What’s the big deal about Cronuts?
To be honest, I don’t know.
Who knows when or if the Cronut-craze will officially reach Austin, but for all the publicity that the New York City bakery Dominique Ansel Bakery has received since it launched the trademarked croissant-doughnut hybrid in May, it can’t be long.
Customers are now lining up Franklin Barbecue-style to have the chance to buy the $5 treat, and the bakery owner has had to crack down on scalpers who are buying Cronuts and selling them for as much as $50 and $60 dollars each.
I try to avoid these kinds of food trends, those that are relevant only because they are suddenly popular, which only increases their popularity.
I’m sure the SoHo specialty is divine, but I’m not one to wait in line for more than an hour for any food, no matter how viral. The good news is that knock-off recipes (and even bakeries selling knock-offs) are spreading like wildfire, and in yesterday’s food section, we ran this recipe from the culinary team at the Hallmark Channel’s show “Home & Family,” which airs at 9 a.m. Monday through Friday. (Russ Parsons at the L.A. Times had a good laugh making fun of this recipe, which I can’t help but interpret as a thinly veiled laugh at people who use refrigerated crescent roll dough.)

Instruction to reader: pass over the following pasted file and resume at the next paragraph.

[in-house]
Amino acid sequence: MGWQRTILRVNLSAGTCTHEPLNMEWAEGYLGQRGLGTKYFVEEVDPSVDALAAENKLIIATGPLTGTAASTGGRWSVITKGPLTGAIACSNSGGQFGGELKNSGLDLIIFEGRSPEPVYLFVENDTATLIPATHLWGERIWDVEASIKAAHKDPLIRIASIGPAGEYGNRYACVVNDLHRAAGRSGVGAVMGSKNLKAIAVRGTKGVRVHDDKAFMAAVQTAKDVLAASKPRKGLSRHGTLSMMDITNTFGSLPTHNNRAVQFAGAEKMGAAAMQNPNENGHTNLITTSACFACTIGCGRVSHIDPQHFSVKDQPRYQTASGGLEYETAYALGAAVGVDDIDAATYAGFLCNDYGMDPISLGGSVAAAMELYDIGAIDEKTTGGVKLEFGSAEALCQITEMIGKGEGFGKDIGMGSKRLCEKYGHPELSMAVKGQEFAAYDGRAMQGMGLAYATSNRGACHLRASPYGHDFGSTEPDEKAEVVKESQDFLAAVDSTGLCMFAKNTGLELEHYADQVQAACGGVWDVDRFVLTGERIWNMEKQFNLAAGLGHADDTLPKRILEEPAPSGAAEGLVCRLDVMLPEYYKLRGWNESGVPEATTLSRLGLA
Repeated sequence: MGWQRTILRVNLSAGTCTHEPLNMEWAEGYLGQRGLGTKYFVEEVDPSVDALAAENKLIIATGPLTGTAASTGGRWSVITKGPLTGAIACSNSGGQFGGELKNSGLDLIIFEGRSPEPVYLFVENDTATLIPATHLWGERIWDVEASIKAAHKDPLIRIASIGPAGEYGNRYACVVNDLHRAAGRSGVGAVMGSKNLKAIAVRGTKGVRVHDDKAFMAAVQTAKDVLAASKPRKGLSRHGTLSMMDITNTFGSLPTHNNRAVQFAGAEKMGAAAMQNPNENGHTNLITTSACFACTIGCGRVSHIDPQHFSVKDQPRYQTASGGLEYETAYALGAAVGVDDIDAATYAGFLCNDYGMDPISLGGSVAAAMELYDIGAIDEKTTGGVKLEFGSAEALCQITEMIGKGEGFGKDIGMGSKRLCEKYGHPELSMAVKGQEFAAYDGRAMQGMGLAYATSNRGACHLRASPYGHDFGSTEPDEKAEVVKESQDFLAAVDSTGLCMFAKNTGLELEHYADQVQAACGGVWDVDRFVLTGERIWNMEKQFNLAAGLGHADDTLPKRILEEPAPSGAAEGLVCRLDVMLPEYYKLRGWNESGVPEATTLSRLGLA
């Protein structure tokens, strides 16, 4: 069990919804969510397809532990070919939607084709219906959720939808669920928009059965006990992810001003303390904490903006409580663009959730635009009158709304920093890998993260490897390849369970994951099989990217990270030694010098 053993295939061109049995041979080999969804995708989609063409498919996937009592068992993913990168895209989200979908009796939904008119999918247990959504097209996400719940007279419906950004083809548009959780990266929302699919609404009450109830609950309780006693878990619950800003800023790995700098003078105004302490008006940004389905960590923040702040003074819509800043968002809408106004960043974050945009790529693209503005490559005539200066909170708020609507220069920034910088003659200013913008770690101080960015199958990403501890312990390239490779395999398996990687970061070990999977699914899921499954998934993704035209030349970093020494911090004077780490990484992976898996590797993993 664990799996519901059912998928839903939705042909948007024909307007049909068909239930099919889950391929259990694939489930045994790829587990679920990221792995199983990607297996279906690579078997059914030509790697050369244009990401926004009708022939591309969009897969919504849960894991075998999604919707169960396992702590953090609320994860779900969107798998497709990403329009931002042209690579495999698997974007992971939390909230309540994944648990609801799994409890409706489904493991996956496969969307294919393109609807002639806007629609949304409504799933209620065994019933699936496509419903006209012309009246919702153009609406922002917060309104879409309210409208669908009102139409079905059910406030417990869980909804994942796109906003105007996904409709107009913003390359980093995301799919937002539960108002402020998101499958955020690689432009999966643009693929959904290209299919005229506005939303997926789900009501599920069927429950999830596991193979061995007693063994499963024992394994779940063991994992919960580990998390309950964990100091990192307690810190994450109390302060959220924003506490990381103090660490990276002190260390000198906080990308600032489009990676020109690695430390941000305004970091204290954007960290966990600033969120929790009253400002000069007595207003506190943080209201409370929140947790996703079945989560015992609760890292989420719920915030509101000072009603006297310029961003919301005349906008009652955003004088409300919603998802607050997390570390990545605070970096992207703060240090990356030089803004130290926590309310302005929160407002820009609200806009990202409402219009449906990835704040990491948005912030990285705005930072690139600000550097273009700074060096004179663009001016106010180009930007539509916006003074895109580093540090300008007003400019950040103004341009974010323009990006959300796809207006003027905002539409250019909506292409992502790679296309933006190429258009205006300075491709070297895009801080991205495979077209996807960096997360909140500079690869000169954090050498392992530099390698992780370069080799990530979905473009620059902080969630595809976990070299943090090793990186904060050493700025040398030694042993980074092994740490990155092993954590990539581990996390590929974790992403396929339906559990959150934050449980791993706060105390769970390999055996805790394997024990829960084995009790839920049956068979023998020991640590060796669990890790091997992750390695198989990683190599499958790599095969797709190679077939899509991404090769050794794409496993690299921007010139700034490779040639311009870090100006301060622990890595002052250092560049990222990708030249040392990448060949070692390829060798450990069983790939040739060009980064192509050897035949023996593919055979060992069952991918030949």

The key to making a Cronut-like treat — as opposed to simply covering a croissant in a doughnut glaze, which I’ve seen at least one person in Austin calling a cronut — is using a laminated pastry dough, which has lots of layers of dough and butter, which you then cut and fry like a doughnut.
True croissant and puff pastry doughs have dozens if not hundreds of layers, but store-bought crescent roll dough will work if you roll the dough on top of itself several times. It won’t taste exactly like Dominique Ansel’s, but it could be a fun project for a lazy Sunday, if you can ignore what the store-bought dough-haters have to say about it.
One tube of any refrigerated crescent roll dough
1 stick melted butter
4 cups vegetable oil, for frying
Cinnamon sugar (1 cup sugar mixed with 1 Tbsp. cinnamon) or powdered sugar, for coating
Unwrap the dough and separate it into four square sections, fixing the perforations with fingers.
Brush three sections with melted butter and cinnamon sugar. Stack the dough squares with plain square on top.
Roll it out then brush with melted butter and sprinkle cinnamon sugar mix on top. Fold the dough over and roll it out again.
Cut circles with a biscuit cutter. Let the dough circles sit for 20 minutes.
Par-bake the dough circles at 400 degrees for five minutes, until Cronuts puff up. Set them aside to cool.
To fry: Heat the vegetable oil to medium heat. Fry the Cronuts for 60 to 90 seconds, until golden brown. Place them on a paper towel to drain. While warm, roll Cronuts in cinnamon sugar mix or powdered sugar. If desired, pipe in whipped cream.
— Recipe by “Home & Family” chef Hayley Christopher